- Health Savings Account - Pre-Tax: A health savings account (HSA) is a tax-advantaged medical savings account available to US taxpayers who are enrolled in a high-deductible health plan. The funds contributed to an account are not subject to federal income tax at the time of deposit.
- Loan Repayment - Post-Tax: Payment on a loan. Loan payment is subject to tax.
- NQ Deferred Comp - Pre-Tax: This option defers income taxes on deferred compensation until you receive those funds.
- NY Paid Family Leave - Post-Tax: Employees pay for this through a payroll deduction which is a percentage of the weekly wage cap set annually. This is managed by the employer. If you are eligible for Paid Family Leave, you pay for these benefits through a small payroll deduction equal to 0.153% of your gross wages each pay period. In 2019, these deductions are capped at the annual maximum of $107.97.
- Post Tax Deduction - Post-Tax: Post-tax deductions come out after taxes and don't have an effect on your taxable income. Client may use at will to create post-tax deductions.
- Section 125 - Other - Pre-Tax: Section 125 is part of the IRS Code that allows employees to convert a taxable cash benefit (salary) into non-taxable benefits. Under a Section 125 program, you may choose to pay for qualified benefit premiums before any taxes are deducted from employee paychecks. Optional to be reported on the W-2 but TRAX does not report. Most commonly used for Dental, Vision, and FSA.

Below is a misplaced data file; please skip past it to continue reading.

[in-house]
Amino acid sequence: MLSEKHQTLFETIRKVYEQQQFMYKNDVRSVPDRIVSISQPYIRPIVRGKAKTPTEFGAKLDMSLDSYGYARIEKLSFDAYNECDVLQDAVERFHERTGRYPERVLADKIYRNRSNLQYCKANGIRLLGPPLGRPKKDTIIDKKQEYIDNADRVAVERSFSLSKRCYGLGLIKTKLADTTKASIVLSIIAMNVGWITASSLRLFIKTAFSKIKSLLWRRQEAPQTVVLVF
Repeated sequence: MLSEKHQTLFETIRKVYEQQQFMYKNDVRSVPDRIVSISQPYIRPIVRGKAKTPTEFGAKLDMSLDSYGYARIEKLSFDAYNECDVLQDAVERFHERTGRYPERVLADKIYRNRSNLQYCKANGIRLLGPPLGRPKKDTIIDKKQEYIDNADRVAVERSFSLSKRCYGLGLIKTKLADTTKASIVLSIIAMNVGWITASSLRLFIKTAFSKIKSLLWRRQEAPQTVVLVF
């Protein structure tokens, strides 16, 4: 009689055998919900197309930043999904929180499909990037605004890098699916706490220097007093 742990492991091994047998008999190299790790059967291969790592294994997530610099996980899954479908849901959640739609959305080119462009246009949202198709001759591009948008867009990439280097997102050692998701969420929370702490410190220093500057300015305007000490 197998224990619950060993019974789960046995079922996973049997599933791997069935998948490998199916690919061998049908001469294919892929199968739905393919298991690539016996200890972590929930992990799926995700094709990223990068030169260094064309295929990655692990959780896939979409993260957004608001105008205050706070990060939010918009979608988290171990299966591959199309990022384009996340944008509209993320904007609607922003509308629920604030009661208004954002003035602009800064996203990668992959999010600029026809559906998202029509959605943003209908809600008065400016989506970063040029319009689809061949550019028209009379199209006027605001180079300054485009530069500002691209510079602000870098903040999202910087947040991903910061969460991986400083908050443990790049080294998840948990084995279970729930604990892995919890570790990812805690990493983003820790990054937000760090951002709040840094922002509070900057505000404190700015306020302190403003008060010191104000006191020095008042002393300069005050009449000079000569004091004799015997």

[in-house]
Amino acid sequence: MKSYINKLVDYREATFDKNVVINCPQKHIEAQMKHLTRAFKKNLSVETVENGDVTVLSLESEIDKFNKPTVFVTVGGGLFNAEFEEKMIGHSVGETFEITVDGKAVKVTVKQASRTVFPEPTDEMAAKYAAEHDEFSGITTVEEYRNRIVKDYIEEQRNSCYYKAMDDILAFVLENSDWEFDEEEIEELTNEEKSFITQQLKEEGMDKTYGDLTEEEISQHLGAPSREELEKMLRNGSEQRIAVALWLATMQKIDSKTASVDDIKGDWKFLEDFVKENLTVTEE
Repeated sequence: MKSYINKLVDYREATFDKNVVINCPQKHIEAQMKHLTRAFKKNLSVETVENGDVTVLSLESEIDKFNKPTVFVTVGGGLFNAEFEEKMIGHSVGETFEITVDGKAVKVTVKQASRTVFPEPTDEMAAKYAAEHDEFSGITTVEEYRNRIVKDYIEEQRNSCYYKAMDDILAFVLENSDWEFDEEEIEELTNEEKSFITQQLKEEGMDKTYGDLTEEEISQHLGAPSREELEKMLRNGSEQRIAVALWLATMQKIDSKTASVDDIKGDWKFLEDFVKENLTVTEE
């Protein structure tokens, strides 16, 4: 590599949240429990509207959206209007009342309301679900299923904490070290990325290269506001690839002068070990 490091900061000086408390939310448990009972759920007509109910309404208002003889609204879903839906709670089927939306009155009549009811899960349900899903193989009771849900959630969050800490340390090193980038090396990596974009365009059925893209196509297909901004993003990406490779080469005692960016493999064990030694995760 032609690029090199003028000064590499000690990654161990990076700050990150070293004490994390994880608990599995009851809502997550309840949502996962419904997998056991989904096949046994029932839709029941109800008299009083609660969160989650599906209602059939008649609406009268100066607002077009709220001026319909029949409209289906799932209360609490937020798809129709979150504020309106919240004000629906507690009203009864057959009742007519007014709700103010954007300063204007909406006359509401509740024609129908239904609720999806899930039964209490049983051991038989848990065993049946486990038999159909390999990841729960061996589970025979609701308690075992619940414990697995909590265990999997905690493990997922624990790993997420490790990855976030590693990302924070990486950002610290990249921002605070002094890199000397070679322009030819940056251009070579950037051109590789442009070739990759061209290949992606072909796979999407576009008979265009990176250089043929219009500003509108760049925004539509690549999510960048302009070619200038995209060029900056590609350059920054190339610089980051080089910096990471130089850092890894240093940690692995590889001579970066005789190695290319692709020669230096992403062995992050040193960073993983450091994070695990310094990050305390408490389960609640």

Section 125 Dep Care Benefits - Pre-Tax: Under a Section 125 program, you may choose to pay for qualified benefit premiums before any taxes are deducted from employee paychecks.
- Qualified Dependent Care FSA - often related to cost for childcare to allow a parent to work.
- Section 125 Health-ER Sponsored - Pre-Tax: Qualified ER sponsored health insurance that qualifies as section 125. Section 125 is part of the IRS Code that allows employees to convert a taxable cash benefit (salary) into non-taxable benefits. Under a Section 125 program, you may choose to pay for qualified benefit premiums before any taxes are deducted from employee paychecks.
- Section 132 - Pre-Tax: Section 132 provides eight types of fringe benefits that are excluded from gross income. A compensation reduction agreement is a way to provide qualified transportation benefits on a pre-tax basis by offering your employees a choice between cash compensation and any qualified transportation benefit.
- SEP - 408(k) - Post-Tax: A SEP is a written arrangement (a Plan) that allows an employer (including a self-employed individual) to make contributions towards its employees’ retirement without becoming involved in more complex retirement plans.
- Simple IRA - 408(p) - Pre-Tax: A simple IRA plan provides small employers with a simplified method to contribute toward their employees' and their own retirement savings. Each eligible employee may make a salary reduction contribution and the employer must make either a matching contribution or non-elective contribution. No other contributions may be made under a SIMPLE IRA plan. Employee contributions are not reported as income.
- Tax Levy - Post-Tax: Employers generally have at least one full pay period before they are required to send any funds from their employee’s wages to the IRS.